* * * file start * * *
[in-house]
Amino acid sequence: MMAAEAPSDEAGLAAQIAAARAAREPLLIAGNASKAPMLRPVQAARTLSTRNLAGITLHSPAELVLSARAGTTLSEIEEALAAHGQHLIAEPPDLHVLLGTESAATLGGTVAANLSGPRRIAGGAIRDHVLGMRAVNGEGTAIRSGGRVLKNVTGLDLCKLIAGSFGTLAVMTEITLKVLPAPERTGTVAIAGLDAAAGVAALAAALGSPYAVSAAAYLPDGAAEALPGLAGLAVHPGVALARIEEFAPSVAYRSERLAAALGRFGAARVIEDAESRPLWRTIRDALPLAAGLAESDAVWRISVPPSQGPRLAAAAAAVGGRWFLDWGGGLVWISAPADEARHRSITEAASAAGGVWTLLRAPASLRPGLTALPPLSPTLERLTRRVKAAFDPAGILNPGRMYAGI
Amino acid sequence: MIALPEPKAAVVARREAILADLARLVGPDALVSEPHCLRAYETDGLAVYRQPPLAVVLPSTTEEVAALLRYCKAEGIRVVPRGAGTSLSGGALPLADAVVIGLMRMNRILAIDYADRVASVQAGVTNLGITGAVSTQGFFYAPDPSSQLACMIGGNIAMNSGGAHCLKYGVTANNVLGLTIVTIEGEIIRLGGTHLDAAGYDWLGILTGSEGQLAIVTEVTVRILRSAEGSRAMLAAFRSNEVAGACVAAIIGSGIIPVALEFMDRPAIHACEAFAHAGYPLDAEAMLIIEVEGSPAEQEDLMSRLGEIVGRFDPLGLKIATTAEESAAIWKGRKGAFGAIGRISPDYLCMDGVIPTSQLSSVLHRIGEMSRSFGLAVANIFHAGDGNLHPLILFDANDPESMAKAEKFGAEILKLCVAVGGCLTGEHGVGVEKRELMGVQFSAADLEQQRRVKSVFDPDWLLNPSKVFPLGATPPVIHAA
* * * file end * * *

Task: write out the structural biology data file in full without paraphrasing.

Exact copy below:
[in-house]
Amino acid sequence: MMAAEAPSDEAGLAAQIAAARAAREPLLIAGNASKAPMLRPVQAARTLSTRNLAGITLHSPAELVLSARAGTTLSEIEEALAAHGQHLIAEPPDLHVLLGTESAATLGGTVAANLSGPRRIAGGAIRDHVLGMRAVNGEGTAIRSGGRVLKNVTGLDLCKLIAGSFGTLAVMTEITLKVLPAPERTGTVAIAGLDAAAGVAALAAALGSPYAVSAAAYLPDGAAEALPGLAGLAVHPGVALARIEEFAPSVAYRSERLAAALGRFGAARVIEDAESRPLWRTIRDALPLAAGLAESDAVWRISVPPSQGPRLAAAAAAVGGRWFLDWGGGLVWISAPADEARHRSITEAASAAGGVWTLLRAPASLRPGLTALPPLSPTLERLTRRVKAAFDPAGILNPGRMYAGI
Amino acid sequence: MIALPEPKAAVVARREAILADLARLVGPDALVSEPHCLRAYETDGLAVYRQPPLAVVLPSTTEEVAALLRYCKAEGIRVVPRGAGTSLSGGALPLADAVVIGLMRMNRILAIDYADRVASVQAGVTNLGITGAVSTQGFFYAPDPSSQLACMIGGNIAMNSGGAHCLKYGVTANNVLGLTIVTIEGEIIRLGGTHLDAAGYDWLGILTGSEGQLAIVTEVTVRILRSAEGSRAMLAAFRSNEVAGACVAAIIGSGIIPVALEFMDRPAIHACEAFAHAGYPLDAEAMLIIEVEGSPAEQEDLMSRLGEIVGRFDPLGLKIATTAEESAAIWKGRKGAFGAIGRISPDYLCMDGVIPTSQLSSVLHRIGEMSRSFGLAVANIFHAGDGNLHPLILFDANDPESMAKAEKFGAEILKLCVAVGGCLTGEHGVGVEKRELMGVQFSAADLEQQRRVKSVFDPDWLLNPSKVFPLGATPPVIHAA